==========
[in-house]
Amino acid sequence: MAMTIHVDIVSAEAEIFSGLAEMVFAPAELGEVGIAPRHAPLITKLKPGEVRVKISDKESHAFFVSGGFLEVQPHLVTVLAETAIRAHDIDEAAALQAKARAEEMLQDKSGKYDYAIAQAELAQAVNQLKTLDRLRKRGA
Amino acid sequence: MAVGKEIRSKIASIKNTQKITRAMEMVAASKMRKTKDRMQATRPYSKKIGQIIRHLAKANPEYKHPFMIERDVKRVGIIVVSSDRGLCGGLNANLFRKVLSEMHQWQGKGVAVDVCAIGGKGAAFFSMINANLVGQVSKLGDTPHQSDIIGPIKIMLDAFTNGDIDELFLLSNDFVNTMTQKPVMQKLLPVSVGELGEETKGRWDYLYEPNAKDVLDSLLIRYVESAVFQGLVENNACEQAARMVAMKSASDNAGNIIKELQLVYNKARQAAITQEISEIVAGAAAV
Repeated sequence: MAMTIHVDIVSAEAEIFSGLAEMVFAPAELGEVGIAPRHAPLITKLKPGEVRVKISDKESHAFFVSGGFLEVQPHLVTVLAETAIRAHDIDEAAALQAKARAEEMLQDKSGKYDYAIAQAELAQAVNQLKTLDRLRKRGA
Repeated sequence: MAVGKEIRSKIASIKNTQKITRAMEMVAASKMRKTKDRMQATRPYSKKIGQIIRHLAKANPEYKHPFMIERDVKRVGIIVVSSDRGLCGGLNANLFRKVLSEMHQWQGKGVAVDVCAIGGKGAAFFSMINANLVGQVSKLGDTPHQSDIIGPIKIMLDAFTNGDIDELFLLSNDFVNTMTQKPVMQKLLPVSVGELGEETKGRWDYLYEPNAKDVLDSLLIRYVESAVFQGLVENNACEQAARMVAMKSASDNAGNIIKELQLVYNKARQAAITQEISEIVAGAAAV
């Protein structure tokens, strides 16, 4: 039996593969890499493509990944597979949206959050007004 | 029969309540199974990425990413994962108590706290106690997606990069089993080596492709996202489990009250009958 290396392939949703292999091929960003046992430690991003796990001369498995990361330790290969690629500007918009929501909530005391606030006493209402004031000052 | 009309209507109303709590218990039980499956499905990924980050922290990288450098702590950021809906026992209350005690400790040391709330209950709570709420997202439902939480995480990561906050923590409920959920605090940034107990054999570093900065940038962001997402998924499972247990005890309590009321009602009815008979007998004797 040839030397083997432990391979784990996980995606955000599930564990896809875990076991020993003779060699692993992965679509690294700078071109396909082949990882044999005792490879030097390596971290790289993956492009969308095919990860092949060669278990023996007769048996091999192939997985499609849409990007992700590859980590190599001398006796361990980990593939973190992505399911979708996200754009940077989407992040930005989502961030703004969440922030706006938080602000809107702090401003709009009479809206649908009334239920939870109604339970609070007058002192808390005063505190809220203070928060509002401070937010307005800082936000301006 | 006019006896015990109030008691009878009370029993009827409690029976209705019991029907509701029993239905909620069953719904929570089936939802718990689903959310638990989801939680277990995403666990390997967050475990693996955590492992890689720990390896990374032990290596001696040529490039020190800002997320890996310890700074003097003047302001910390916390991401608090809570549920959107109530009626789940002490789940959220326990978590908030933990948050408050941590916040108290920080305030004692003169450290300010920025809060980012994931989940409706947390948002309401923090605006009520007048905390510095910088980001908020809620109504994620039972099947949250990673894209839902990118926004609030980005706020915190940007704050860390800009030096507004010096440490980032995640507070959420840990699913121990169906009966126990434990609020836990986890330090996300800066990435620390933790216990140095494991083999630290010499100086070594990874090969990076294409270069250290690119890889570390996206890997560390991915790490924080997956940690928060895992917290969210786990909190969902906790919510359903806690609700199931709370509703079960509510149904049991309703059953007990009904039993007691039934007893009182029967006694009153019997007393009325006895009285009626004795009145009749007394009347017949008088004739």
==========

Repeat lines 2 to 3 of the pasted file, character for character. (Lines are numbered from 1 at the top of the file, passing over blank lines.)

Amino acid sequence: MAMTIHVDIVSAEAEIFSGLAEMVFAPAELGEVGIAPRHAPLITKLKPGEVRVKISDKESHAFFVSGGFLEVQPHLVTVLAETAIRAHDIDEAAALQAKARAEEMLQDKSGKYDYAIAQAELAQAVNQLKTLDRLRKRGA
Amino acid sequence: MAVGKEIRSKIASIKNTQKITRAMEMVAASKMRKTKDRMQATRPYSKKIGQIIRHLAKANPEYKHPFMIERDVKRVGIIVVSSDRGLCGGLNANLFRKVLSEMHQWQGKGVAVDVCAIGGKGAAFFSMINANLVGQVSKLGDTPHQSDIIGPIKIMLDAFTNGDIDELFLLSNDFVNTMTQKPVMQKLLPVSVGELGEETKGRWDYLYEPNAKDVLDSLLIRYVESAVFQGLVENNACEQAARMVAMKSASDNAGNIIKELQLVYNKARQAAITQEISEIVAGAAAV